In hiring her staff, Ahlquist has always looked for people who she felt could do the job better than she could. “It’s heartwarming for me when I think you could take my job. That’s when I know you’re hired,” she says, “I think we should all strive for that, embracing those who are energetic, innovative, smart, and involved. It’s been magic for me.”
She notes that many of her contemporaries are off in Florida. “It’s not for me,” she says, “I just love being around as many people as I can. The younger the better.”
This brings to mind Carolan who spent 4 years in New York City working in the children’s clothing industry before returning to Worcester. Carolan is a graduate of Syracuse like her mother.
“The business part of her is strong,” Ahlquist says.
At first, she tried to talk her daughter out of joining the family business. “You’re going to start as a hostess and then you’re going to be a waitress,” Ahlquist told her. “We pushed her away as much as possible.”
Carolan was persistent.
“She’s a very organized mother of three who can certainly accomplish lots of things and she’s turned on by the idea of this business,” Ahlquist says. “She has surrounded herself with the same people we like to surround ourselves with because one person can not do this alone.”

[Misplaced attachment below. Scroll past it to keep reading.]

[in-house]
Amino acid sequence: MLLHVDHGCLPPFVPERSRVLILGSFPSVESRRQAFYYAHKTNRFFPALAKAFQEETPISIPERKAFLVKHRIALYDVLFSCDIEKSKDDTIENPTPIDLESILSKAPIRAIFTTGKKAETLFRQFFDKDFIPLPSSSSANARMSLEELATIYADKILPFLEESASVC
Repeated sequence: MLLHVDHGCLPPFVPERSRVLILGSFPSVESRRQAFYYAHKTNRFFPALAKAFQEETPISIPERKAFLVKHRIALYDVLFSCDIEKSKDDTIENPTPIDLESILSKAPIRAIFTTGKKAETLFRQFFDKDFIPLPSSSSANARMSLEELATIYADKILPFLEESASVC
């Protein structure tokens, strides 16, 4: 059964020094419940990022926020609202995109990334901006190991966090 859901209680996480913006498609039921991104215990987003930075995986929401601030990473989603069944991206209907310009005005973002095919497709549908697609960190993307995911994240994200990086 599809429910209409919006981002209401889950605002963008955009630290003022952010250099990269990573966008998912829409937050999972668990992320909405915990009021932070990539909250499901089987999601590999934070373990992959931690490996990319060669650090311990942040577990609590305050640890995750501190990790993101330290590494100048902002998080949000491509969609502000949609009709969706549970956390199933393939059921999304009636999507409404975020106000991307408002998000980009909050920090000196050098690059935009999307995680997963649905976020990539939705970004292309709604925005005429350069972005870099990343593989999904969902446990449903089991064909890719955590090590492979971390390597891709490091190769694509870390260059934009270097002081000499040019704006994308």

“My mother is passionate and she has a strong intuition,” Carolan remarks. If it weren’t for her shy disposition, she might admit that this is a quality they share.
The Future of WRG
In many ways, WRG’s future is embedded in its past. Ahlquist and Carolan put a lot of effort into retaining strong staff members who can coach new hires.
Like Francisco, server Patty Newton began working at 111 Chop House when it first opened two decades ago. “We had she and her family here for dinner on the night of our 20th anniversary and we celebrated her,” Ahlquist says smiling proudly, “She’s also a school teacher.”
As a former teacher herself, Ahlquist places great value on education. Carolan knows this better than anyone.
“My job right now is to suck up as much information as I possibly can from my parents to make sure the way they envisioned their restaurants operating is the way they continue to operate in the future,” Carolan says, adding, “And to learn to make them better—if that’s even possible.”
Ahlquist believes that relevance does not hinge on a social media presence or a PR push. For the matriarch, a willingness to embrace learning among her staff, her customers, her family, and herself is the secret ingredient that will keep WRG relevant for decades to come. In this way, she is not just unusual, she is extraordinary.
PHOTOS: ERB PHOTOGRAPHY